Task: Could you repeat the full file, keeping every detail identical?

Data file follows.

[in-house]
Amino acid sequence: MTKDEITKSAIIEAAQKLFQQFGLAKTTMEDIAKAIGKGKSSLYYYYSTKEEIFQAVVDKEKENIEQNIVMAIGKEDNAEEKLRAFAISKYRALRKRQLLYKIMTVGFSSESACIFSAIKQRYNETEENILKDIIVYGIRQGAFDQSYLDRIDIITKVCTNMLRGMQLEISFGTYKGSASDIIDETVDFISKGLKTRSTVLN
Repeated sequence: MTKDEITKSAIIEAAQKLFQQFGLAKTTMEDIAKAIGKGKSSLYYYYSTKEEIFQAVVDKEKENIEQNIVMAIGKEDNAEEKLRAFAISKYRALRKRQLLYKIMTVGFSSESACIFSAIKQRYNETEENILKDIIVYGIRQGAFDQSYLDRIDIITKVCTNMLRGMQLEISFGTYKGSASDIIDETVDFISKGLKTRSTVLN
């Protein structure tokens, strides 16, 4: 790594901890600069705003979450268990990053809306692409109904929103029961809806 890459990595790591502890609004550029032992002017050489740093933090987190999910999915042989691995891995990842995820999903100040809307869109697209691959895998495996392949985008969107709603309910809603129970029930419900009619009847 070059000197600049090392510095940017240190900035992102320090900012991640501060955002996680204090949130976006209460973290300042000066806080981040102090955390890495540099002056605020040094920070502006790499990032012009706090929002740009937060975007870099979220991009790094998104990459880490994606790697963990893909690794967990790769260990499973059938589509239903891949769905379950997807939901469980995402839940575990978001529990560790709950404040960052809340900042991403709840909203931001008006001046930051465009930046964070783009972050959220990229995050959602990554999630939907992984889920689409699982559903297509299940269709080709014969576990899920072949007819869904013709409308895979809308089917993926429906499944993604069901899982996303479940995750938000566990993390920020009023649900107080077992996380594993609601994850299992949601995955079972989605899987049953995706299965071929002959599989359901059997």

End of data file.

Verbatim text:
[in-house]
Amino acid sequence: MTKDEITKSAIIEAAQKLFQQFGLAKTTMEDIAKAIGKGKSSLYYYYSTKEEIFQAVVDKEKENIEQNIVMAIGKEDNAEEKLRAFAISKYRALRKRQLLYKIMTVGFSSESACIFSAIKQRYNETEENILKDIIVYGIRQGAFDQSYLDRIDIITKVCTNMLRGMQLEISFGTYKGSASDIIDETVDFISKGLKTRSTVLN
Repeated sequence: MTKDEITKSAIIEAAQKLFQQFGLAKTTMEDIAKAIGKGKSSLYYYYSTKEEIFQAVVDKEKENIEQNIVMAIGKEDNAEEKLRAFAISKYRALRKRQLLYKIMTVGFSSESACIFSAIKQRYNETEENILKDIIVYGIRQGAFDQSYLDRIDIITKVCTNMLRGMQLEISFGTYKGSASDIIDETVDFISKGLKTRSTVLN
């Protein structure tokens, strides 16, 4: 790594901890600069705003979450268990990053809306692409109904929103029961809806 890459990595790591502890609004550029032992002017050489740093933090987190999910999915042989691995891995990842995820999903100040809307869109697209691959895998495996392949985008969107709603309910809603129970029930419900009619009847 070059000197600049090392510095940017240190900035992102320090900012991640501060955002996680204090949130976006209460973290300042000066806080981040102090955390890495540099002056605020040094920070502006790499990032012009706090929002740009937060975007870099979220991009790094998104990459880490994606790697963990893909690794967990790769260990499973059938589509239903891949769905379950997807939901469980995402839940575990978001529990560790709950404040960052809340900042991403709840909203931001008006001046930051465009930046964070783009972050959220990229995050959602990554999630939907992984889920689409699982559903297509299940269709080709014969576990899920072949007819869904013709409308895979809308089917993926429906499944993604069901899982996303479940995750938000566990993390920020009023649900107080077992996380594993609601994850299992949601995955079972989605899987049953995706299965071929002959599989359901059997």